Make sure your gear is not holding you back
Have a clean computer, and make sure your gear is working properly. Crashing computers, recurring driver errors, slow hard drives, and crackling sound card issues is one of the biggest enemies when it comes to productivity and creative flow. Make sure that when you go to work, you work, and don’t spend your time and energy resolving unnecessary issues. Now, you can’t just take a pill and say “I’m gonna choose to not have technical issues anymore” and that’s that (Or, if you do, text me the info to your dealer ASAP please). What you can do however, is to at least set aside time to pure problem solving if you have a notoriously grumpy computer, or any recurring issues. Try to set aside time to pure problem solving, instead of always having to fix these things in the middle of a composing session, as this will usually get you out of the flow and kill your creative drive.
Have a template or a set of template set up, especially if you’re working with a lot of orchestral music. There’s no need to load the same 100 orchestral instruments and route everything perfectly every time you’re gonna make a track. Have a template that have everything set up for you – and go from there. Start creating right away. Even if you prefer to start with a blank page, I encourage you to set up a template with the send/return effects, group buses and your signal chain set up already – so you can just drop new instruments into the groups and chains. I think doing this, versus not doing this at all can save your hours and hours every week. My main template is 270 tracks, and I cannot imagine loading this by myself every single time, especially since most of it is just orchestral instruments that will be relevant for any orchestral cue I do. These things will ensure that you’re ready to go as soon as inspiration (or deadline) strikes, while not having any technical things holding you back or draining you from energy and time.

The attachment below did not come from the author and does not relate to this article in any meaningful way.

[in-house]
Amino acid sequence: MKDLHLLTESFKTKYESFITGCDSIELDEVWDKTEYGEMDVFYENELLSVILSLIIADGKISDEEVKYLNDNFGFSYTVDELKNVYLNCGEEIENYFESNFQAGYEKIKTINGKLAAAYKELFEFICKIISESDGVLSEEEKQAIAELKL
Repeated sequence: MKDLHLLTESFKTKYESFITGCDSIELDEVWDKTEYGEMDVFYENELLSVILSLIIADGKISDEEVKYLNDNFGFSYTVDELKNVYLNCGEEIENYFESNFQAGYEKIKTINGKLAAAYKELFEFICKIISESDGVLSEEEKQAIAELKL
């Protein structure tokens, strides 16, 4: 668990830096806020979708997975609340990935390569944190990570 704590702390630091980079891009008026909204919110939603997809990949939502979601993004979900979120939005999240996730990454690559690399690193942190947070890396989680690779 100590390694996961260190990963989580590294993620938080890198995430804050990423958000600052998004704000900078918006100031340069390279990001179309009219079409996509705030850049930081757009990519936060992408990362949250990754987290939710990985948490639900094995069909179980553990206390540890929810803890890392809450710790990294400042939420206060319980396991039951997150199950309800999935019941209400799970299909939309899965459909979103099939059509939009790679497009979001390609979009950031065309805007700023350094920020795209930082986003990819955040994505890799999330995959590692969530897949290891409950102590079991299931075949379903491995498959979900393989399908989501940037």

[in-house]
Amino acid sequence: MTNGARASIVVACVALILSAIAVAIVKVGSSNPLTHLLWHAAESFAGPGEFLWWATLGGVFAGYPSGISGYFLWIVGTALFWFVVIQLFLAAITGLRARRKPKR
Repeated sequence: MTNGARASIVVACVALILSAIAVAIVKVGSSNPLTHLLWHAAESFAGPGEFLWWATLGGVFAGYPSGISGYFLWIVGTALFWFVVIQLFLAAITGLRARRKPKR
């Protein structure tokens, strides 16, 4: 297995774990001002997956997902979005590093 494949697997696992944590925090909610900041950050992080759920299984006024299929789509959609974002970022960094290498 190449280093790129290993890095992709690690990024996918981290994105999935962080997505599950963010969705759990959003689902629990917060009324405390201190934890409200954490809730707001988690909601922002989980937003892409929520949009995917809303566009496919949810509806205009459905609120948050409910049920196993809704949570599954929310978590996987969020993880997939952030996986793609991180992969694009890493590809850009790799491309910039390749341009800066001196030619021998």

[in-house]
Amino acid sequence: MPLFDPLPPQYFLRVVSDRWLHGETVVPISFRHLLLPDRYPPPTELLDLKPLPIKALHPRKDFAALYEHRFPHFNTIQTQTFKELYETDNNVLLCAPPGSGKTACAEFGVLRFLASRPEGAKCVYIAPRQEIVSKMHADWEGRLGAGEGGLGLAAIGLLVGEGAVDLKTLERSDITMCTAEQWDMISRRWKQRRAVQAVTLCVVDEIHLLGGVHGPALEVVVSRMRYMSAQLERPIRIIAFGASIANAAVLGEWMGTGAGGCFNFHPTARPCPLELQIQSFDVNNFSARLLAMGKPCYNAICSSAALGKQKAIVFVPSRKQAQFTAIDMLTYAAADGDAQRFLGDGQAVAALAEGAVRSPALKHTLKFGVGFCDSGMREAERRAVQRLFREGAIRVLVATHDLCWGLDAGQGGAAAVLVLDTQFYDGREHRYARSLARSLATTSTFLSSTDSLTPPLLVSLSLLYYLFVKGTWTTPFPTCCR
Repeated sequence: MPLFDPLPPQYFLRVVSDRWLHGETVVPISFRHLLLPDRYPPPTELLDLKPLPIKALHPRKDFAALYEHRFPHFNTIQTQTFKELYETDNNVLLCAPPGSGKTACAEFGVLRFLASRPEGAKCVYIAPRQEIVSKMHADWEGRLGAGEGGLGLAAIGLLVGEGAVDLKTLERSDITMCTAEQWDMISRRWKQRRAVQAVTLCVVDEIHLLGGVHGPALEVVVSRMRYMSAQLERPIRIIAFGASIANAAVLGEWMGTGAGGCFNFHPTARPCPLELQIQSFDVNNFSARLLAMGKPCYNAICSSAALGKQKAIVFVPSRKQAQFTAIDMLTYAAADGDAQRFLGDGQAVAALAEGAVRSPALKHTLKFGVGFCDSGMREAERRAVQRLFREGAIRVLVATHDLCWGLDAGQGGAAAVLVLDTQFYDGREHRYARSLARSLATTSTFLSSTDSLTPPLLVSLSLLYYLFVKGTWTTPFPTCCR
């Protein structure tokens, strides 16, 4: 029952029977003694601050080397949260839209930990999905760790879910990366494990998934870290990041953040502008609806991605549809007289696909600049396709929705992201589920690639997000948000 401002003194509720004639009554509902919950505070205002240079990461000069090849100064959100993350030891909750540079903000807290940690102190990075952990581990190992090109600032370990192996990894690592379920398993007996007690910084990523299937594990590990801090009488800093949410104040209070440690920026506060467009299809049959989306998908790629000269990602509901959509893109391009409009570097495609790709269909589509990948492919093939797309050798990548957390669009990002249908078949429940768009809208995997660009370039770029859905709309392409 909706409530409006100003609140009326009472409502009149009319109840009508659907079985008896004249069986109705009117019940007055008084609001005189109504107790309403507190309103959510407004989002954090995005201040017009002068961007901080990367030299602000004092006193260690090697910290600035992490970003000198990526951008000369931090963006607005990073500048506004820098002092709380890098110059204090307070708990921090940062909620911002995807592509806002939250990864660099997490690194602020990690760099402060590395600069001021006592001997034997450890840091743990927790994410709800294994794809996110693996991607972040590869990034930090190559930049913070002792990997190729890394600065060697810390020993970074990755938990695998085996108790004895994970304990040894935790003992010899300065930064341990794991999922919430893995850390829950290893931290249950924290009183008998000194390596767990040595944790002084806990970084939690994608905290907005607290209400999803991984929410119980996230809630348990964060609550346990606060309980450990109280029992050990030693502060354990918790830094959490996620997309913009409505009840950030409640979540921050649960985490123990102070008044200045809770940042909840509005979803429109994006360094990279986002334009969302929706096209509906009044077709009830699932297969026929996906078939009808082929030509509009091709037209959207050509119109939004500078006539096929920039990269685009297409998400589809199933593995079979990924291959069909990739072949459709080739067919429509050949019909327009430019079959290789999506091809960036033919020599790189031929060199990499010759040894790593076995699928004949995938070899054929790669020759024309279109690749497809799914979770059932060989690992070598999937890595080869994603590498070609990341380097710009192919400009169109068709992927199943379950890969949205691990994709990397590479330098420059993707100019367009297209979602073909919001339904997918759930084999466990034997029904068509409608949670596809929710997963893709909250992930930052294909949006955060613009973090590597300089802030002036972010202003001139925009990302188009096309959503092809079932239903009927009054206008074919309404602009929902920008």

This is common sense, but common sense is not always common. The more you will practice, the more autonomous the composing, orchestration and production processes will be. While I used to think about each orchestration choice, every little EQ tweak, and every element I bring into a composition – things are now more like driving a car after getting more experience. You’re not thinking about shifting gears, signal lights, turning the wheel this or that much, and so on. It’s all a process that is more and more second nature. Sometimes when you’ve been in the game for a while, it might feel like things are almost creating itself – but it’s only a result of a lot of practice, and thousands of hours of making music. The more you orchestrate, the quicker you’ll be able to piece an arrangement together. The more you mix and tweak, the easier and quicker you’ll be able to make things sound good in a quick fashion. The more your compose, the more natural it will be for you to pick the right chords for any melody, the right background elements, and nicely crafted melodies. And most of all, the more music you create – the more seamless the combination of composition, orchestration and production will manifest itself into a final product. So the more you work on your craft, the more effective you will be when it really matters. Therefore, make sure to set aside time to actually create, and compose. Try to make a little piece of music every day, or in some way practice your skills as a composer. This can be making short mockups of melodies, improvise on the piano, find stems to practice mixing on, and so on. It’s easy to fall into the trap of only reading and learning, and the “important” gigs, like the new trailer music tracks you want to make, or that indie short film score you landed – which is what I did for a long time. But setting aside separate time to just let go and practice, without thinking about the outcome or result, will likely make you improve much more rapidly.
Watch your personal time
What do you do when you’re not working? Are you enabling yourself to be productive? Having a rather healthy lifestyle is imperative to setting free your most productive self. Before you start digging into obscure and advanced methods to increase your productivity, look at the basic and obvious. Are you getting enough sleep? Are you getting quality sleep? Are you eating somewhat healthy? Are you getting physical exercise regularly? How is your work environment? While I know music producers are not the most likely to be health freaks, these incredibly basic things are indeed the most fundamental to increasing your energy, productivity and mental capacity. There is usually no need to go on a $900 juice cleanse diet, join 7 gyms and develop a phobia for sugar and junk food, but just be aware of how your off-time choices and habits influence your work-time and productivity, and thus make tweaks that fit your lifestyle and preferences. I hope these productivity tips can be helpful, and if you have any personal tips and tricks – feel free to share them in the comment section!